Yemeni Is 27th Guantánamo Prisoner to Face Periodic Review Board; 4th Man Has Detention Upheld, 36 Others Await Reviews

Guantanamo prisoner Zohair al-Shorabi (aka Suhayl al-Sharabi) in a photo included in the classified military files released by WikiLeaks in 2011. Al-Shorabi's Periodic Review Board was on March 1, 2016.

Please support my work!

In the long-running saga of ascertaining who is held at Guantánamo, and what should happen to them, the Bush administration’s refusal to recognize domestically and internationally accepted norms governing the treatment of prisoners continues to cast a long and baleful shadow over proceedings.

In the summer of 2004, in a rebuke to the Supreme Court, which granted the prisoners habeas corpus rights in a ruling in June of that year (in Rasul v. Bush), the Bush administration instigated Combatant Status Review Tribunals, intended, for the most part, to rubber-stamp the prisoners’ prior designation as “unlawful enemy combatants,” who could be held without any rights whatsoever. These were followed by Administrative Review Boards, with much the same function.

When he took office in 2009, President Obama set up a high-level, inter-agency review process, the Guantánamo Review Task Force, as a result of which 48 men were recommended for ongoing imprisonment without charge or trial.

In March 2011, President Obama issued an executive order authorizing these men’s ongoing imprisonment, but promising them further reviews to be completed within a year. Shamefully, these did not begin until November 2013, but since then the reviews — the Periodic Review Boards — have been reviewing these men’s cases, and have also begun to review the cases of 25 other men initially recommended for prosecution by the task force, until the basis for prosecution spectacularly collapsed under scrutiny in the appeals court in Washington, D.C. Read the rest of this entry »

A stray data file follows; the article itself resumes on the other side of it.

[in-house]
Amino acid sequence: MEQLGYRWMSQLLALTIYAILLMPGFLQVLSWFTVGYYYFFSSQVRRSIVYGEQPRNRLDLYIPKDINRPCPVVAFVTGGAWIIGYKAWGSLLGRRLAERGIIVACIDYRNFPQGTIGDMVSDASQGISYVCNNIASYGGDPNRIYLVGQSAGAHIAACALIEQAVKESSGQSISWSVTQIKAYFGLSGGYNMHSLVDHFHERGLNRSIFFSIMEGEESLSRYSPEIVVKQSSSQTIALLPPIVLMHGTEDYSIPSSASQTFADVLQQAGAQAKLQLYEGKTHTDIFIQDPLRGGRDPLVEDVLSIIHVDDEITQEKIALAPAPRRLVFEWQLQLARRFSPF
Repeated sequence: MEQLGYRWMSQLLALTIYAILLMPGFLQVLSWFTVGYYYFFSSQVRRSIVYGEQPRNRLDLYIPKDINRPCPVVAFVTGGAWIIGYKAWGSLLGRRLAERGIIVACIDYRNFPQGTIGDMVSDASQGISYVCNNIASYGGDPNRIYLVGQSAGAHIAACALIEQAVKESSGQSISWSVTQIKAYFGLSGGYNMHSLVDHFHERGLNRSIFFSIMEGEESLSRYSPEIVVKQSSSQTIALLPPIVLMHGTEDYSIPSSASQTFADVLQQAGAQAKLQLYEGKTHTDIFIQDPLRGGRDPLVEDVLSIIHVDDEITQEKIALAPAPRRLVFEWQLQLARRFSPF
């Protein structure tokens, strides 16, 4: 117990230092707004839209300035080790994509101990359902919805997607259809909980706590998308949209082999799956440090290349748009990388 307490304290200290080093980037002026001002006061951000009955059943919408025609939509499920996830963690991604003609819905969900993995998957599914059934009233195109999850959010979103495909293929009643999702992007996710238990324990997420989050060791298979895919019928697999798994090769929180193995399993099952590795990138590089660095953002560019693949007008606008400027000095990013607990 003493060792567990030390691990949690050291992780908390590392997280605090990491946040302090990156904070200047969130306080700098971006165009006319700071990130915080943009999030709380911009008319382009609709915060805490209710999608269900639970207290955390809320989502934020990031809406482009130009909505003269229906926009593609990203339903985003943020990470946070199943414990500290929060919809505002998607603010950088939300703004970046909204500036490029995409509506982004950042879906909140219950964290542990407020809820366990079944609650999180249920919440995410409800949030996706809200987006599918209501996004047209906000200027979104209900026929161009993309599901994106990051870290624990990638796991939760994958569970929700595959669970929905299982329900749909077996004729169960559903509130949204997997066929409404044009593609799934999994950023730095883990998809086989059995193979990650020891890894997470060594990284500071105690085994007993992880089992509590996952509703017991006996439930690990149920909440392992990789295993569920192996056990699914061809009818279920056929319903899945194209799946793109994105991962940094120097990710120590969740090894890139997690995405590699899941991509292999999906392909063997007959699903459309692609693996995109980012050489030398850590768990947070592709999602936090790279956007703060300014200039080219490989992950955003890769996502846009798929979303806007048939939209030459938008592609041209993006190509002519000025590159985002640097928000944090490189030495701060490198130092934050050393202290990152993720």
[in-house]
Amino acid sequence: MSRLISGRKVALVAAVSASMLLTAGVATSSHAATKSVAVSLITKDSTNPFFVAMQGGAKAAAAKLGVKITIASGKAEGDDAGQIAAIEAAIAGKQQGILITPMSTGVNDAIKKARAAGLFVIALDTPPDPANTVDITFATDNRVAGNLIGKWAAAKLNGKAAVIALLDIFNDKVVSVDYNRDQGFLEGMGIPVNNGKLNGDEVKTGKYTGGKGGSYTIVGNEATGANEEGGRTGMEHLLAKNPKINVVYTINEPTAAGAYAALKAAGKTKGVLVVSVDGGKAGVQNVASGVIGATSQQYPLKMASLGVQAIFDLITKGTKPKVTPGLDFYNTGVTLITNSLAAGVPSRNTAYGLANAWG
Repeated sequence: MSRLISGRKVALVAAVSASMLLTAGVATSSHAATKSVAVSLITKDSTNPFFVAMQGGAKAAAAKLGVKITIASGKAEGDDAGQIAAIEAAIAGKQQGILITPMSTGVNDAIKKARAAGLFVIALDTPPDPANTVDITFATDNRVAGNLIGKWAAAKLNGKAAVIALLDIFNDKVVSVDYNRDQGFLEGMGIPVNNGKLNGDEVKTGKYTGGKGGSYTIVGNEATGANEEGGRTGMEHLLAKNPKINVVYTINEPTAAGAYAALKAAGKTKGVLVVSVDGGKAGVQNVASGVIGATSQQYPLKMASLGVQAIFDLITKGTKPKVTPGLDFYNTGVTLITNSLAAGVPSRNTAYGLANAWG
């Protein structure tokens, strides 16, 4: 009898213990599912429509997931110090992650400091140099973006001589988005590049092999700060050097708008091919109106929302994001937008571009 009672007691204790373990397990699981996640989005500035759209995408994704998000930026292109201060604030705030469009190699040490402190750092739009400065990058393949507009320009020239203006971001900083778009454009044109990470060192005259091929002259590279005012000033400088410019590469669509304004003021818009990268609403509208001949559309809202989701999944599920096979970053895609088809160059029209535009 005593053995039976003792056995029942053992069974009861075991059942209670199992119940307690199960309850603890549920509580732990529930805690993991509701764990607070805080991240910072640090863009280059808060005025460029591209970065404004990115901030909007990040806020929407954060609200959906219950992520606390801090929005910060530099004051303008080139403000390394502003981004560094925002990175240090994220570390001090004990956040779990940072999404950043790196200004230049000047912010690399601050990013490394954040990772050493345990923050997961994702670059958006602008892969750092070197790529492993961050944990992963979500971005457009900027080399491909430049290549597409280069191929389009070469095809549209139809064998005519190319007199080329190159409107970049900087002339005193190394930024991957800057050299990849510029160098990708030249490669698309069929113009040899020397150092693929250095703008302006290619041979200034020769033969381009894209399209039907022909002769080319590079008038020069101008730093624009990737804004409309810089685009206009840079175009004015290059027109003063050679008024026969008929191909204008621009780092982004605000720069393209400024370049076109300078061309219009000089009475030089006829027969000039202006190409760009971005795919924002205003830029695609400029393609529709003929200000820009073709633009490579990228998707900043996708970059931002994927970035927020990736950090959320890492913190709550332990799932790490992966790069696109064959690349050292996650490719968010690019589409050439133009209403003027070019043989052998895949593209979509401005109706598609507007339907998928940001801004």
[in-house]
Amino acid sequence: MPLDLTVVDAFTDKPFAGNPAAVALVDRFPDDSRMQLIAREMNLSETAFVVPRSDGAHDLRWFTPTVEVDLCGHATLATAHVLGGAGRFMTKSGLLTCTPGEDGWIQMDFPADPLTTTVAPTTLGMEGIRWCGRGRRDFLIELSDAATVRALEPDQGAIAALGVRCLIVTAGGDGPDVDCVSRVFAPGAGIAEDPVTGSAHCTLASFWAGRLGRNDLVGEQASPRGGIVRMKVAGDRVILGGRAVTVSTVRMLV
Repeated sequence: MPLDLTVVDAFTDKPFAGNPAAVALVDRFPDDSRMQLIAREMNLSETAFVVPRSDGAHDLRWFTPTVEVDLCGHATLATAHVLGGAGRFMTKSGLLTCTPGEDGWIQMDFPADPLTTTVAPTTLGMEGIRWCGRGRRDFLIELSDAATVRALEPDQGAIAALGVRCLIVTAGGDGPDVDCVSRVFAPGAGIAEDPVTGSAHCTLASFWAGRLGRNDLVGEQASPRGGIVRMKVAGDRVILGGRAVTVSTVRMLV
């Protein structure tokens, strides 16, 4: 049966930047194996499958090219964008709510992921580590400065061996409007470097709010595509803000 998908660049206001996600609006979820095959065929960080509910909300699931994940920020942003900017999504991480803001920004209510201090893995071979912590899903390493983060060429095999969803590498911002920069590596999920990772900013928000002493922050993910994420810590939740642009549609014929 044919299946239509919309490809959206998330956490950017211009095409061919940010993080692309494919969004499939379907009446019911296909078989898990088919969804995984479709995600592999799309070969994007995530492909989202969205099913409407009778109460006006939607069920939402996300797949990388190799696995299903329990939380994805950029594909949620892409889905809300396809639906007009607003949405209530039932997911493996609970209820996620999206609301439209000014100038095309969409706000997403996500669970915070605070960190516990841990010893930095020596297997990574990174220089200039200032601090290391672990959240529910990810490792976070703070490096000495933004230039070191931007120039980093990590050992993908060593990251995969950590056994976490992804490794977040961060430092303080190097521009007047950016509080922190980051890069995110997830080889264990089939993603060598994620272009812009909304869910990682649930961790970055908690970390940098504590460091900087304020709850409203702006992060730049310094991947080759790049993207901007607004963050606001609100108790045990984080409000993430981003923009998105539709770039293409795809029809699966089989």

The Countdown to Close Guantánamo: For Mar. 25, Send Us Your Photos and Tell Obama He Has Just 300 Days Left to Close the Prison

Andy Worthington promotes the latest phase of the Countdown to Close Guantanamo, pointing out to President Obama that he has just 300 days left to close Guantanamo, as he promised on his second day in office in January 2009.I wrote the following article for the “Close Guantánamo” website, which I established in January 2012, on the 10th anniversary of the opening of Guantánamo, with the US attorney Tom Wilner. Please join us — just an email address is required to be counted amongst those opposed to the ongoing existence of Guantánamo, and to receive updates of our activities by email.

In January, to mark the last year of the Obama presidency, music legend Roger Waters and I launched the Countdown to Close Guantánamo on Democracy Now! with Amy Goodman. The initiative was designed to allow people to have their say in keeping up the pressure on President Obama to fulfill the promise to close the prison at Guantánamo Bay that he made on his second day in office in January 2009.

The Countdown to Close Guantánamo involves supporters of our campaign and of the need for the prison’s closure taking photos of themselves with posters counting down to the end of Barack Obama’s presidency. The first poster — marking 1 year to go — was for January 20, the second — 350 days — was for February 4, and we are now calling for supporters to print off the poster marking 300 days, and to send it to us by March 25.

If you’d like to include a personalized message, please do, and if you want you can also let us know where you are, to demonstrate the breadth of support for the closure of Guantánamo across the US, and around the world. Read the rest of this entry »

Write to the Guantánamo Prisoners in President Obama’s Last Year in Office

Photos of some of the Guantanamo prisoners, made available when classified military files were released by WikiLeaks in 2011.